Police Officer Deaths Should be a National Emergency
By Bill Casey
2019 has not started out great for police officers nationwide as 30 officers have already lost their lives in the line of duty. According to the Officer Down Memorial Page, 13 deaths came by way of gunfire while seven officers lost their lives in car and motorcycle incidents. Two thirds of the officer deaths already happened in 2019 are attributed to the two former causes.
Some police departments across the nation are dealing with multiple deaths within the past year. The Illinois State Police already lost three troopers in 2019 all to vehicular accidents. An entire nation mourned with the entire State of Illinois after Troopers Gerald Ellis and Brooke Jones-Story lost their lives in the same week to vehicular accidents. The deaths of Troopers Ellis and Jones-Story led Brendan Kelly, Director of the Illinois State Police to declare: “Enough is Enough.” Message boards along the Illinois Tollway system are plastered with the words of State Police Director’s message.
Milwaukee, which is a stone’s throw away from the Illinois border, has dealt with the tragic loss of three police officers in the last year. The last time Milwaukee had a police officer line of duty death was in 1994. Officer Matthew Rittner of the Milwaukee Police Department was killed on February 6th while serving a warrant on the city’s South Side. He was cut down in the line of duty in the prime of his life, and had nobly been on the force ever since he’d reached the age of majority. The funeral and memorial services continued for about a week, and I was struck by how solemn and sincere they were. The way Officer Rittner was shot was a dire warning for police officers across the nation who have to serve warrants on a day in, day out basis.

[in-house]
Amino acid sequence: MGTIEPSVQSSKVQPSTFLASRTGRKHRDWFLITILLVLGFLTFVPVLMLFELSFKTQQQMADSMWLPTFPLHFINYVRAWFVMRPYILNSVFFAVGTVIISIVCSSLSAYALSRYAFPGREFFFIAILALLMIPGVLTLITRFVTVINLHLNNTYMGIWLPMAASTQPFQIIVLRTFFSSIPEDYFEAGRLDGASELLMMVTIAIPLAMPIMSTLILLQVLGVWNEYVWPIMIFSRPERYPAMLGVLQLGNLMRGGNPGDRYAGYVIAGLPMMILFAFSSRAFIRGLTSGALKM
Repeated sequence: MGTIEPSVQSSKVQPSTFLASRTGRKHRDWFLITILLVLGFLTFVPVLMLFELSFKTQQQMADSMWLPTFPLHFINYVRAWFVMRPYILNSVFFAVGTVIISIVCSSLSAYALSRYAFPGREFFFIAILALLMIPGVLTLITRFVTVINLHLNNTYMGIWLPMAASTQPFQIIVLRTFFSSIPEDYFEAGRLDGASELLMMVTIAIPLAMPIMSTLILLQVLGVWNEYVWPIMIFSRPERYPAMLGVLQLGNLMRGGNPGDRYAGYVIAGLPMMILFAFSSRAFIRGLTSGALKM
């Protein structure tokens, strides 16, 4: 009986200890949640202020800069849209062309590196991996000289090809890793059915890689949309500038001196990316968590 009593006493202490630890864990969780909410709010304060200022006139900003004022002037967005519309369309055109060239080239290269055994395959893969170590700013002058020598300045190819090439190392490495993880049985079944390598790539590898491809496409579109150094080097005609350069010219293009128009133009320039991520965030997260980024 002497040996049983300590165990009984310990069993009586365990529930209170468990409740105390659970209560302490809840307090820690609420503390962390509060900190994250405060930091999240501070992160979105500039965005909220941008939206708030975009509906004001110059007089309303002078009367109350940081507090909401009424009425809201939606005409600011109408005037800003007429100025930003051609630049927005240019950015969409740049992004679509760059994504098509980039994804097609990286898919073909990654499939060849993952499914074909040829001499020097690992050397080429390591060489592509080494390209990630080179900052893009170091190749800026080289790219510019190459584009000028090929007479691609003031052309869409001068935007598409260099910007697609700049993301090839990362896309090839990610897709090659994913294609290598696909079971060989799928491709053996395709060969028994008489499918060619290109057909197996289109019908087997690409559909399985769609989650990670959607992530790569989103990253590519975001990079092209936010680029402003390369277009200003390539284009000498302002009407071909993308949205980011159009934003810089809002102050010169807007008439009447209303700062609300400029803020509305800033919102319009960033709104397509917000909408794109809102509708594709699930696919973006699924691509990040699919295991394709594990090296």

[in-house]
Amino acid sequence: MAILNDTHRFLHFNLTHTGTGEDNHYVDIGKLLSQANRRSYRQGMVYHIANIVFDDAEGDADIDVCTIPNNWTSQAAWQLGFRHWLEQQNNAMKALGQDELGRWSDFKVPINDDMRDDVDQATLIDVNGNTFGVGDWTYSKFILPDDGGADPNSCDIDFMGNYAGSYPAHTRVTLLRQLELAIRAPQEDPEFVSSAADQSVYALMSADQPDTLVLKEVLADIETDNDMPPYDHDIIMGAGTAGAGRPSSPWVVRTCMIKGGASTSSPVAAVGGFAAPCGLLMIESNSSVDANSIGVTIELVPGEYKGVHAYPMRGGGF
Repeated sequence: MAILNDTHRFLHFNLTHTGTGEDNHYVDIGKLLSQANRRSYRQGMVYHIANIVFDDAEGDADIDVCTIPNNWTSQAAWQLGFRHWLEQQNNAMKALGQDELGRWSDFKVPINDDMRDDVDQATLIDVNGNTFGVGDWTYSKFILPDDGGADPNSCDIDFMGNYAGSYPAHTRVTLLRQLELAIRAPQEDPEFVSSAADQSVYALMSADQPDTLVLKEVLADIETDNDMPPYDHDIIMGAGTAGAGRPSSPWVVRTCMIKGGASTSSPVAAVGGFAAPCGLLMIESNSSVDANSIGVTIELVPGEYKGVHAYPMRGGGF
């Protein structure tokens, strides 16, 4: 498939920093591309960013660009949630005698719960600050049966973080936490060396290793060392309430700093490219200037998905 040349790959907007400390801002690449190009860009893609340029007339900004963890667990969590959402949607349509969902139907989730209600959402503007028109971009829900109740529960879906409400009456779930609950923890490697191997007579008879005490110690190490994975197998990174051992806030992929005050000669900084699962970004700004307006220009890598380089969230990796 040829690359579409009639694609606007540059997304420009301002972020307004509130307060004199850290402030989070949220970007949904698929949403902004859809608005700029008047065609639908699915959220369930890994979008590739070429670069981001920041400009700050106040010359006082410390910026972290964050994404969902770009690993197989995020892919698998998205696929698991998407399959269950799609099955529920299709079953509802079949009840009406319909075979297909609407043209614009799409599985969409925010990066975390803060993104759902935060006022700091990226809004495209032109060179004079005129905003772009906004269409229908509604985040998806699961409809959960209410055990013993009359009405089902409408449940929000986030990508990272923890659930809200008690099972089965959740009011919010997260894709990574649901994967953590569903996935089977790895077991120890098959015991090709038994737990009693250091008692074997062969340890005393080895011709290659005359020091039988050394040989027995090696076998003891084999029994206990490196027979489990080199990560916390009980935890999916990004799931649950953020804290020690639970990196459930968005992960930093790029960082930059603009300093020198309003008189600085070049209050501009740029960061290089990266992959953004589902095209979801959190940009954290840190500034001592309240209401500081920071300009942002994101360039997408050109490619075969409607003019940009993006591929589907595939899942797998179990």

Rockford, Illinois, experienced a similar tragedy on March 8th when McHenry County Deputy Sheriff Jacob Keltner died while serving an arrest warrant at an Extended Stay America hotel. Keltner was a member of the Great Lakes Fugitive Apprehension Task Force which combines the best professionals in law enforcement to serve arrest warrants on violent criminals. Wisconsin and Illinois maybe neighboring states and rivals on the sporting fields, but they share the same grief as one law enforcement family in the wake of some very senseless tragedies.
These tragedies affecting police officers come at a time when police officers face more pressure to do their job correctly. Tensions between the police and more urbanized communities are egged on by a bloodthirsty media ready to exploit officer-involved shootings for ratings. This is extremely troubling for the United States. Since the election of Donald Trump as President of the United States , it only seems that the media has become more addicted to stoking racial tension and dividing the country. This would come at the expense if more Americans will consume their product through various mediums.
The growing number of deaths towards our law enforcement officers should be a true national emergency. Elected officials at the federal and state levels should be working with law enforcement agencies to improve safety on the job and increase penalties for those who perpetrate tragedies against our law enforcement officers. The families of law enforcement officers pray every day that their loved one comes back home.
Bill Casey is Board Secretary of the American Police Officers Alliance, a political organization that supports the interests of America’s law enforcement officers.